Palestinian Commercial Networks in Transformation, 1750­-1900

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Abstract

Just as in the eighteenth century cotton trade pulled Palestine’s economy into the orbit of the world economy, so it also enabled Palestine, through its ruler shaykh Zahir al‐`Umar, to instigate a process of urbanization. However, the Ottoman households that governed Galilee and Palestine’s coastal areas did not help local merchants (tujjar) to develop inter‐regional or intra‐regional trade networks, as was the case in central Palestine. The disappearance of the main two obstacles to these networks—the dominant local leaders and the monopoly system—ushered in a new era in Palestine’s trading and
commercial history. Jaffa became Palestine’s main transit port and gradually attracted wealthy merchants from far and wide.
Besides their importing and exporting activities, these merchants invested heavily in citrus plantations, transforming the citrus fruit trade into Palestine’s largest economic sector. Palestine’s most powerful merchants played an important role as “the modern agents of change”, as they did elsewhere in the Middle East. This development found expression in many aspects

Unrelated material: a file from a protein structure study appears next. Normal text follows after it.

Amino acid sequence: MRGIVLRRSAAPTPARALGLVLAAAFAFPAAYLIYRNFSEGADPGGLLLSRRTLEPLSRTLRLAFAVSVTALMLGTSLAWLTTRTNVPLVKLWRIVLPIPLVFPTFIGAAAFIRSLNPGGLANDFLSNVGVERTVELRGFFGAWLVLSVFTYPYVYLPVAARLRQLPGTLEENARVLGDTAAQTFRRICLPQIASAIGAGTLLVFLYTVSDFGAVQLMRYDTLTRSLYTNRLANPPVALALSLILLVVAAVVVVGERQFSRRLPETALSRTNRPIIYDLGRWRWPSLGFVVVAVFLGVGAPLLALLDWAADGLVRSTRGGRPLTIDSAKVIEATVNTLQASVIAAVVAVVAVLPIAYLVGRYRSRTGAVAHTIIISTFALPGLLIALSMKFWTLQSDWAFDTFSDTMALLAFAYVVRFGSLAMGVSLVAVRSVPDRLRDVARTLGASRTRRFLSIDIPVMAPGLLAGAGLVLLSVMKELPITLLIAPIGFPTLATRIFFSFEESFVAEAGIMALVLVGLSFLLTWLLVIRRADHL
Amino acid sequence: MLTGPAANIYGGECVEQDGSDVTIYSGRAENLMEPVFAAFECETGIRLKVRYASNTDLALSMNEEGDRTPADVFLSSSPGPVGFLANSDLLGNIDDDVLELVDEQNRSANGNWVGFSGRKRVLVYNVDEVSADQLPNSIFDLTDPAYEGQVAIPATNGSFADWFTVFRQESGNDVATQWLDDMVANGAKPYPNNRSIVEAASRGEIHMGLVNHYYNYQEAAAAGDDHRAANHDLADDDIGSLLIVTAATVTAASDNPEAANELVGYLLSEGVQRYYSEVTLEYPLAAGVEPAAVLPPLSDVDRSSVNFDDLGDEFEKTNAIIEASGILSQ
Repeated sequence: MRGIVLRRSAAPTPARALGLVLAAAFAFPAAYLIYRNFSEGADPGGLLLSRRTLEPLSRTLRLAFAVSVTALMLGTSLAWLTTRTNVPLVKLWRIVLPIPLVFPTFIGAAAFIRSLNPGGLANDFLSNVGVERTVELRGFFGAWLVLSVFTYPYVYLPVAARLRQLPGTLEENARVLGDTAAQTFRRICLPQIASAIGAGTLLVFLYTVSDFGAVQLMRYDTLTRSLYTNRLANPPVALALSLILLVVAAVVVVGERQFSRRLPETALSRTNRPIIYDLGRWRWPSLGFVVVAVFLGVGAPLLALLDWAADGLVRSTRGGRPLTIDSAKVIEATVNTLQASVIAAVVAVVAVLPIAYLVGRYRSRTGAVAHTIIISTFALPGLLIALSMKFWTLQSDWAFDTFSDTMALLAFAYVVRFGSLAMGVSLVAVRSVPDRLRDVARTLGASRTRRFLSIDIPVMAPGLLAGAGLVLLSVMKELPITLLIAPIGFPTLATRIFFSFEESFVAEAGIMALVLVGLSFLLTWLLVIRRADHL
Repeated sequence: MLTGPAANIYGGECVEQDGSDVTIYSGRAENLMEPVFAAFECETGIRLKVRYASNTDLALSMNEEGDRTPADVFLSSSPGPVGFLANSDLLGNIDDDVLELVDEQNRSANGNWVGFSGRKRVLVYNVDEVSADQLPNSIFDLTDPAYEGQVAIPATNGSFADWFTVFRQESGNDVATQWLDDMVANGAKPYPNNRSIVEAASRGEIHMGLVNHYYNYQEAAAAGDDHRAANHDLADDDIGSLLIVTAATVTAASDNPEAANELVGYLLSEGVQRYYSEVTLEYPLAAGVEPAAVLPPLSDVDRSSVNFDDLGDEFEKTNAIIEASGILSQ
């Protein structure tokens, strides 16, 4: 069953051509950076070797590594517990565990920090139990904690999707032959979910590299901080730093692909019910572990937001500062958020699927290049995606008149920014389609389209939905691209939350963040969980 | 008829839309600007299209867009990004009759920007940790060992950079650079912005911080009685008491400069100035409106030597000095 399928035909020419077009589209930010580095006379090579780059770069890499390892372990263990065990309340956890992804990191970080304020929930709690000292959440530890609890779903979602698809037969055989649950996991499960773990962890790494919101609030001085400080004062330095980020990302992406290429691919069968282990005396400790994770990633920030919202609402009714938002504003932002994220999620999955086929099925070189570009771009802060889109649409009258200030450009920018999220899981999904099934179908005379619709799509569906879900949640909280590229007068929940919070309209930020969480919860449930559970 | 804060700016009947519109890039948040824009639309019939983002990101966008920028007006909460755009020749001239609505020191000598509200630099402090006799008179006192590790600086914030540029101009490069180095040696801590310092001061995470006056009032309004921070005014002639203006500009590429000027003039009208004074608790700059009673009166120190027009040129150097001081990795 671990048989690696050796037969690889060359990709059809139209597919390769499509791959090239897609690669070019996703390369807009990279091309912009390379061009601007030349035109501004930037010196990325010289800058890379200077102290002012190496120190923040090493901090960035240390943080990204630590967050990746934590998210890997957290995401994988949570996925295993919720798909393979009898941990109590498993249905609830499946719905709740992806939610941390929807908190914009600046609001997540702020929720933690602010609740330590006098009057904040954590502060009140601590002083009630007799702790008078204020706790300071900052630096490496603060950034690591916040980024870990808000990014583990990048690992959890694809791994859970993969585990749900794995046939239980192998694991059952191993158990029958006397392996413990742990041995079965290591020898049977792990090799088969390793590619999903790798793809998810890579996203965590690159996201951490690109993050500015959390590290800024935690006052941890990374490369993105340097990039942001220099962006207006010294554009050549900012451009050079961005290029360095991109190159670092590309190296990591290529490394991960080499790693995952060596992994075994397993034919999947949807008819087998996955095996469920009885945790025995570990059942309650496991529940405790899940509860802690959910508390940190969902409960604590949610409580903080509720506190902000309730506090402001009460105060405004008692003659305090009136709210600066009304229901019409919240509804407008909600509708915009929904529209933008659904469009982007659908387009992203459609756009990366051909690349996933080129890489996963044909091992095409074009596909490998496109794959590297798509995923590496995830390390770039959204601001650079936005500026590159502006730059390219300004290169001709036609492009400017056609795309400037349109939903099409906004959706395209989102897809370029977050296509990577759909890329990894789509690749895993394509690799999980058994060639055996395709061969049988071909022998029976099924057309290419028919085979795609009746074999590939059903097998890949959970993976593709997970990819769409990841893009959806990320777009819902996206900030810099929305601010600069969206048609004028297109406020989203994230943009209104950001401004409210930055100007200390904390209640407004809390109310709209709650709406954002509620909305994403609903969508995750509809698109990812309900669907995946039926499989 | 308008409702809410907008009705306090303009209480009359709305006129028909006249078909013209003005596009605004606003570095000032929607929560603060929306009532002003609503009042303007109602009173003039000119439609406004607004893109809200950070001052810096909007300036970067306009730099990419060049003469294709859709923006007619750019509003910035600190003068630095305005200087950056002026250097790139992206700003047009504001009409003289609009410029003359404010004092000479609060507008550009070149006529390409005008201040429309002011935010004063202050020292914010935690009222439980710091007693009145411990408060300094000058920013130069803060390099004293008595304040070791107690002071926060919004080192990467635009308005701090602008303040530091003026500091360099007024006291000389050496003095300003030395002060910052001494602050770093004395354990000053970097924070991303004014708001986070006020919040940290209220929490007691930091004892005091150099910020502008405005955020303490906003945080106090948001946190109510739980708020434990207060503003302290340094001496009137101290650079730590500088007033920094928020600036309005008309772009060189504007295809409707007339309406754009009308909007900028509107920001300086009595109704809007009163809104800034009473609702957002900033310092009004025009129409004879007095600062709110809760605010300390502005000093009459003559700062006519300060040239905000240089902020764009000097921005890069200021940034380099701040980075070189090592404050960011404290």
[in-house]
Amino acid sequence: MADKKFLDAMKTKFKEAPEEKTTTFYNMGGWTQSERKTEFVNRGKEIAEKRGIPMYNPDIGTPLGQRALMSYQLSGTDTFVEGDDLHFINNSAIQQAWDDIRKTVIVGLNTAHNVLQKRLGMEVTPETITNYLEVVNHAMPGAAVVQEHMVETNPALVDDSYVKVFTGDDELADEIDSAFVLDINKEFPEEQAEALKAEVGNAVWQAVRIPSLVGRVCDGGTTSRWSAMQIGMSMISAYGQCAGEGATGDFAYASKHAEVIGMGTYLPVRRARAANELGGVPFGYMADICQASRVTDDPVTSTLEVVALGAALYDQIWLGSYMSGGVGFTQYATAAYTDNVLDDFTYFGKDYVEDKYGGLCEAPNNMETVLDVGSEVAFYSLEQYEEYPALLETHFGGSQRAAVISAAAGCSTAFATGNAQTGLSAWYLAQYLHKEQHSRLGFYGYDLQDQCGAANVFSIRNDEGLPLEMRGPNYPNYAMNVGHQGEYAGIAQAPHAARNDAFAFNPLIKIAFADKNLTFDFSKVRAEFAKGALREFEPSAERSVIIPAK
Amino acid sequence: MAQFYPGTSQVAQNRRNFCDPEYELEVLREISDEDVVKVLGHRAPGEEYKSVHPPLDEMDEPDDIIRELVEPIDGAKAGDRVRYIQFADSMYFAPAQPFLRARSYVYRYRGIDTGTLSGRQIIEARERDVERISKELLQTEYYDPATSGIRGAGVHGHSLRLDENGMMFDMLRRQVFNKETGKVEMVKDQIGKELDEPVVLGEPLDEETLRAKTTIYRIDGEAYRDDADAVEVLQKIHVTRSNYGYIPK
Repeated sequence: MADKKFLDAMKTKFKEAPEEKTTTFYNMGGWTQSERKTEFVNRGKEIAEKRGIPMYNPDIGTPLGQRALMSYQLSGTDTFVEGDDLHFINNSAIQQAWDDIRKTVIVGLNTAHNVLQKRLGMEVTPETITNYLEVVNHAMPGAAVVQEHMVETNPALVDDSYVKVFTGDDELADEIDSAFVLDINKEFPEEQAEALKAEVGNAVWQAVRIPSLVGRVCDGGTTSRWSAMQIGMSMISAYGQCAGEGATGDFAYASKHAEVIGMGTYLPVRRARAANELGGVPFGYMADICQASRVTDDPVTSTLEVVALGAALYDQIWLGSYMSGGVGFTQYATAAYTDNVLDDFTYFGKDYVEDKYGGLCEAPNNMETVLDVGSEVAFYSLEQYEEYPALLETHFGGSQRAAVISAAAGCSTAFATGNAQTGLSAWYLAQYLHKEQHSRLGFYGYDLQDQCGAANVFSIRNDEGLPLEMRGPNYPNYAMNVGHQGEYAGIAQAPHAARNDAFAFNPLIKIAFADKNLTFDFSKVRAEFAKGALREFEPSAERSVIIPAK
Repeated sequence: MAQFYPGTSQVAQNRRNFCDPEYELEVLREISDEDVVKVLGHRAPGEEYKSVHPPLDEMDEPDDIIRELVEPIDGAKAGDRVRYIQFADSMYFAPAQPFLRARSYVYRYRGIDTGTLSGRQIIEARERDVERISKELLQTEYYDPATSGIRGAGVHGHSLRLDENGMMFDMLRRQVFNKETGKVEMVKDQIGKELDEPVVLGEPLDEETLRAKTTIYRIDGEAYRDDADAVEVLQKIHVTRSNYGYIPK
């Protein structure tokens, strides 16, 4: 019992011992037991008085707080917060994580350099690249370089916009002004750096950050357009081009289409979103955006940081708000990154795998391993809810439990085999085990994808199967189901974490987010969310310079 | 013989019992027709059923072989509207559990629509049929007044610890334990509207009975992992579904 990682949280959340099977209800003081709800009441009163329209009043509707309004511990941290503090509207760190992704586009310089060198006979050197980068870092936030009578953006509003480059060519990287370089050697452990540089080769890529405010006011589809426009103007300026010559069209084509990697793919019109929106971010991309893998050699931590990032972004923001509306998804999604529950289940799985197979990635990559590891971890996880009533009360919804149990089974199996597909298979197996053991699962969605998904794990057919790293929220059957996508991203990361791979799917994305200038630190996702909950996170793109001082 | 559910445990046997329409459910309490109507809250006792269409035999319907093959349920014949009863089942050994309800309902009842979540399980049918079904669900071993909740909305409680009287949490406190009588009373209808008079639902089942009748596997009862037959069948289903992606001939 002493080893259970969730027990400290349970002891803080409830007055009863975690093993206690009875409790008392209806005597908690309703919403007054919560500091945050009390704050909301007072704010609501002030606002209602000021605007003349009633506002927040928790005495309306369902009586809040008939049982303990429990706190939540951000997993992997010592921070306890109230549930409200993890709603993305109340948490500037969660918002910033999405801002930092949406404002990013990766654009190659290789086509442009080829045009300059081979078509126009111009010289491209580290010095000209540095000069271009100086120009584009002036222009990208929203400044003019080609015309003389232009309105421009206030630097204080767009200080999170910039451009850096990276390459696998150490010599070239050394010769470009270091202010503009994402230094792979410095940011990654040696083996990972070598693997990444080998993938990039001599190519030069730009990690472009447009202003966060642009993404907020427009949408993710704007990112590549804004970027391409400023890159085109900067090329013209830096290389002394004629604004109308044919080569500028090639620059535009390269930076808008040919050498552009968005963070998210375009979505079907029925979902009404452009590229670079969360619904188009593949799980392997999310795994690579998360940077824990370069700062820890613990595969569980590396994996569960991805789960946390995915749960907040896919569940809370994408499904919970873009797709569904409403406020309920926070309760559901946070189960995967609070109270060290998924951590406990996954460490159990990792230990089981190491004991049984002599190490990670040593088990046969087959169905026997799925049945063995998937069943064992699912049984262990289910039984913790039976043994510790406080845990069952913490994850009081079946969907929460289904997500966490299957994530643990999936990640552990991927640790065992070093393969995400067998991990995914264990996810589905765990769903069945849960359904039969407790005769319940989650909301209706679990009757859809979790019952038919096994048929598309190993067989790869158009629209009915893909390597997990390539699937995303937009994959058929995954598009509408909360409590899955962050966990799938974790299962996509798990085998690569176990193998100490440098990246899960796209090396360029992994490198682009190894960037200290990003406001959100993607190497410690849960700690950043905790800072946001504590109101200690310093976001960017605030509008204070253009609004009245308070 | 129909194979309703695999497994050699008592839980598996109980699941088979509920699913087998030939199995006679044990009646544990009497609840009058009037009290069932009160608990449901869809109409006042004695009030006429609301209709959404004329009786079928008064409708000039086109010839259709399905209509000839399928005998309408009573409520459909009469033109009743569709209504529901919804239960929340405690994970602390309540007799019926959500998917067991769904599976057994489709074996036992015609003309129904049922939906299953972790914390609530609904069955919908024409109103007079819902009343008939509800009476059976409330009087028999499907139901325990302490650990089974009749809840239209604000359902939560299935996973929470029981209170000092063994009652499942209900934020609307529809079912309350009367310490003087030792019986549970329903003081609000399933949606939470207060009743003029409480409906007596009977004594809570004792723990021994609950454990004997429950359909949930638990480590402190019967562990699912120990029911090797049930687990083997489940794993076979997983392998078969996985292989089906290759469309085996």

of their lifestyle: in the ornate architecture of their houses, in their patterns of consumption, and in their elevated living standards. These powerful merchants were also the first actors to import new technologies to Palestine, in order to develop their businesses. In short, this paper argued that the Palestinian entrepreneurial and mercantile classes, but not members of
the old elite and the traditional leadership, emerged as models for imitation by society at large. In many respects, this shift in influence constituted a revolutionary change.
Original languageEnglish
Pages (from-to)805-818
Number of pages14
JournalSociology Study
Volume2
Issue number11
DOIs
StatePublished - 2012

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